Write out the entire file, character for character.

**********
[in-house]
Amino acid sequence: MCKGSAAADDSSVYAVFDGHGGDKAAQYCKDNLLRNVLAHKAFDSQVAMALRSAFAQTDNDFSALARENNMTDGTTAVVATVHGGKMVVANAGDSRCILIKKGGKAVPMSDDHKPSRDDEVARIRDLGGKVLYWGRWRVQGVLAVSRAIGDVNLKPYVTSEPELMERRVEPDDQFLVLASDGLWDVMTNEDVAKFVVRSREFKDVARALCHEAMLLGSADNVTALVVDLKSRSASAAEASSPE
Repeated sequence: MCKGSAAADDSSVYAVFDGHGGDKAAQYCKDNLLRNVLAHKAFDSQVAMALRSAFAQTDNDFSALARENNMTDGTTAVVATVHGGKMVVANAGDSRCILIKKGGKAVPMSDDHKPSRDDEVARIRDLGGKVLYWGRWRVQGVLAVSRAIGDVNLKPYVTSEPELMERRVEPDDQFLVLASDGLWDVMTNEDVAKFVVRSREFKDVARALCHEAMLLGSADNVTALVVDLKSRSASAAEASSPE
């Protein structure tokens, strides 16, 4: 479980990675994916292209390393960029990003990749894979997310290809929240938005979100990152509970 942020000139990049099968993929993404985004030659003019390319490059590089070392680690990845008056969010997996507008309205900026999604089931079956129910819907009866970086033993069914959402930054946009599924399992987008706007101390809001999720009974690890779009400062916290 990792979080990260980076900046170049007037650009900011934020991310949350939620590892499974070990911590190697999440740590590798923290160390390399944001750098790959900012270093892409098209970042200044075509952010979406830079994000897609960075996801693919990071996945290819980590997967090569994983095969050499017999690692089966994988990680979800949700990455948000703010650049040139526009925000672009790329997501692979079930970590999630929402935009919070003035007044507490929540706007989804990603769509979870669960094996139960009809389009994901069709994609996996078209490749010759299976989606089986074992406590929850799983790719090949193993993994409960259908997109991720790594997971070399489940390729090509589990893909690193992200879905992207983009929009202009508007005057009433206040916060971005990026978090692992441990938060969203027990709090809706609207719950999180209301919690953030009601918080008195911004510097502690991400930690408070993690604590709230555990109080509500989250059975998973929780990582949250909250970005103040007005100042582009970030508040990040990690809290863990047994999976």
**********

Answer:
[in-house]
Amino acid sequence: MCKGSAAADDSSVYAVFDGHGGDKAAQYCKDNLLRNVLAHKAFDSQVAMALRSAFAQTDNDFSALARENNMTDGTTAVVATVHGGKMVVANAGDSRCILIKKGGKAVPMSDDHKPSRDDEVARIRDLGGKVLYWGRWRVQGVLAVSRAIGDVNLKPYVTSEPELMERRVEPDDQFLVLASDGLWDVMTNEDVAKFVVRSREFKDVARALCHEAMLLGSADNVTALVVDLKSRSASAAEASSPE
Repeated sequence: MCKGSAAADDSSVYAVFDGHGGDKAAQYCKDNLLRNVLAHKAFDSQVAMALRSAFAQTDNDFSALARENNMTDGTTAVVATVHGGKMVVANAGDSRCILIKKGGKAVPMSDDHKPSRDDEVARIRDLGGKVLYWGRWRVQGVLAVSRAIGDVNLKPYVTSEPELMERRVEPDDQFLVLASDGLWDVMTNEDVAKFVVRSREFKDVARALCHEAMLLGSADNVTALVVDLKSRSASAAEASSPE
């Protein structure tokens, strides 16, 4: 479980990675994916292209390393960029990003990749894979997310290809929240938005979100990152509970 942020000139990049099968993929993404985004030659003019390319490059590089070392680690990845008056969010997996507008309205900026999604089931079956129910819907009866970086033993069914959402930054946009599924399992987008706007101390809001999720009974690890779009400062916290 990792979080990260980076900046170049007037650009900011934020991310949350939620590892499974070990911590190697999440740590590798923290160390390399944001750098790959900012270093892409098209970042200044075509952010979406830079994000897609960075996801693919990071996945290819980590997967090569994983095969050499017999690692089966994988990680979800949700990455948000703010650049040139526009925000672009790329997501692979079930970590999630929402935009919070003035007044507490929540706007989804990603769509979870669960094996139960009809389009994901069709994609996996078209490749010759299976989606089986074992406590929850799983790719090949193993993994409960259908997109991720790594997971070399489940390729090509589990893909690193992200879905992207983009929009202009508007005057009433206040916060971005990026978090692992441990938060969203027990709090809706609207719950999180209301919690953030009601918080008195911004510097502690991400930690408070993690604590709230555990109080509500989250059975998973929780990582949250909250970005103040007005100042582009970030508040990040990690809290863990047994999976």